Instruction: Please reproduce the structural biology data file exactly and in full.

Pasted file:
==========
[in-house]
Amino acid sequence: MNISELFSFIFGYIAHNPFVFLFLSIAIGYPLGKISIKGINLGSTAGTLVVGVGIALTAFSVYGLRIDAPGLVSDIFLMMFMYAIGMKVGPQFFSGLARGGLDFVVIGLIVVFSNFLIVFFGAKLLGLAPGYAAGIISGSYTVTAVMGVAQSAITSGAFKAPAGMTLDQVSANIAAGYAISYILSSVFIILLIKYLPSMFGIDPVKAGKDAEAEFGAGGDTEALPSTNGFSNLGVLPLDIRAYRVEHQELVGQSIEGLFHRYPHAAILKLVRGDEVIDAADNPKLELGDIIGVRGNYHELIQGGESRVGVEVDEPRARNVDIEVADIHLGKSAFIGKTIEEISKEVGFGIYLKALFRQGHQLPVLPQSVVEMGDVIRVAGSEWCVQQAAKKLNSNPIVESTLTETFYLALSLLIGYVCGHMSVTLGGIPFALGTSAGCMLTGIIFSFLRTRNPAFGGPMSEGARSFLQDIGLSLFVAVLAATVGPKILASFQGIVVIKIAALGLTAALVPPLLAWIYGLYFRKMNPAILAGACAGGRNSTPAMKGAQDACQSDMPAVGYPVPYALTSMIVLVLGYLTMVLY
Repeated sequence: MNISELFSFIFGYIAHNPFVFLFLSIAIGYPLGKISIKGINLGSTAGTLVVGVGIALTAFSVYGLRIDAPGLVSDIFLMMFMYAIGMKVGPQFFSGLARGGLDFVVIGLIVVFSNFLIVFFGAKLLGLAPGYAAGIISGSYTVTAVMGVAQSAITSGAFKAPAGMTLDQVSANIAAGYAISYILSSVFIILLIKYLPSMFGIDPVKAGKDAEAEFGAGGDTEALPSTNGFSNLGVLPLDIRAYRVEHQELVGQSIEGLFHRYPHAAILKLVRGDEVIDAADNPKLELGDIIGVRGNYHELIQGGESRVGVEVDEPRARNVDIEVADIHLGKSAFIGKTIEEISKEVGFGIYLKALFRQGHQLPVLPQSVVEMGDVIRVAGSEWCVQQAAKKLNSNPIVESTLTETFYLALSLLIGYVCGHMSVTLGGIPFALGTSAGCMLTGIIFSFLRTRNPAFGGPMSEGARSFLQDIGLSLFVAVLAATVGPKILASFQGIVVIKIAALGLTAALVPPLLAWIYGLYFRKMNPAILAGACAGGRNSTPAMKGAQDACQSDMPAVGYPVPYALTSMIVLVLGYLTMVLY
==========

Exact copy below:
[in-house]
Amino acid sequence: MNISELFSFIFGYIAHNPFVFLFLSIAIGYPLGKISIKGINLGSTAGTLVVGVGIALTAFSVYGLRIDAPGLVSDIFLMMFMYAIGMKVGPQFFSGLARGGLDFVVIGLIVVFSNFLIVFFGAKLLGLAPGYAAGIISGSYTVTAVMGVAQSAITSGAFKAPAGMTLDQVSANIAAGYAISYILSSVFIILLIKYLPSMFGIDPVKAGKDAEAEFGAGGDTEALPSTNGFSNLGVLPLDIRAYRVEHQELVGQSIEGLFHRYPHAAILKLVRGDEVIDAADNPKLELGDIIGVRGNYHELIQGGESRVGVEVDEPRARNVDIEVADIHLGKSAFIGKTIEEISKEVGFGIYLKALFRQGHQLPVLPQSVVEMGDVIRVAGSEWCVQQAAKKLNSNPIVESTLTETFYLALSLLIGYVCGHMSVTLGGIPFALGTSAGCMLTGIIFSFLRTRNPAFGGPMSEGARSFLQDIGLSLFVAVLAATVGPKILASFQGIVVIKIAALGLTAALVPPLLAWIYGLYFRKMNPAILAGACAGGRNSTPAMKGAQDACQSDMPAVGYPVPYALTSMIVLVLGYLTMVLY
Repeated sequence: MNISELFSFIFGYIAHNPFVFLFLSIAIGYPLGKISIKGINLGSTAGTLVVGVGIALTAFSVYGLRIDAPGLVSDIFLMMFMYAIGMKVGPQFFSGLARGGLDFVVIGLIVVFSNFLIVFFGAKLLGLAPGYAAGIISGSYTVTAVMGVAQSAITSGAFKAPAGMTLDQVSANIAAGYAISYILSSVFIILLIKYLPSMFGIDPVKAGKDAEAEFGAGGDTEALPSTNGFSNLGVLPLDIRAYRVEHQELVGQSIEGLFHRYPHAAILKLVRGDEVIDAADNPKLELGDIIGVRGNYHELIQGGESRVGVEVDEPRARNVDIEVADIHLGKSAFIGKTIEEISKEVGFGIYLKALFRQGHQLPVLPQSVVEMGDVIRVAGSEWCVQQAAKKLNSNPIVESTLTETFYLALSLLIGYVCGHMSVTLGGIPFALGTSAGCMLTGIIFSFLRTRNPAFGGPMSEGARSFLQDIGLSLFVAVLAATVGPKILASFQGIVVIKIAALGLTAALVPPLLAWIYGLYFRKMNPAILAGACAGGRNSTPAMKGAQDACQSDMPAVGYPVPYALTSMIVLVLGYLTMVLY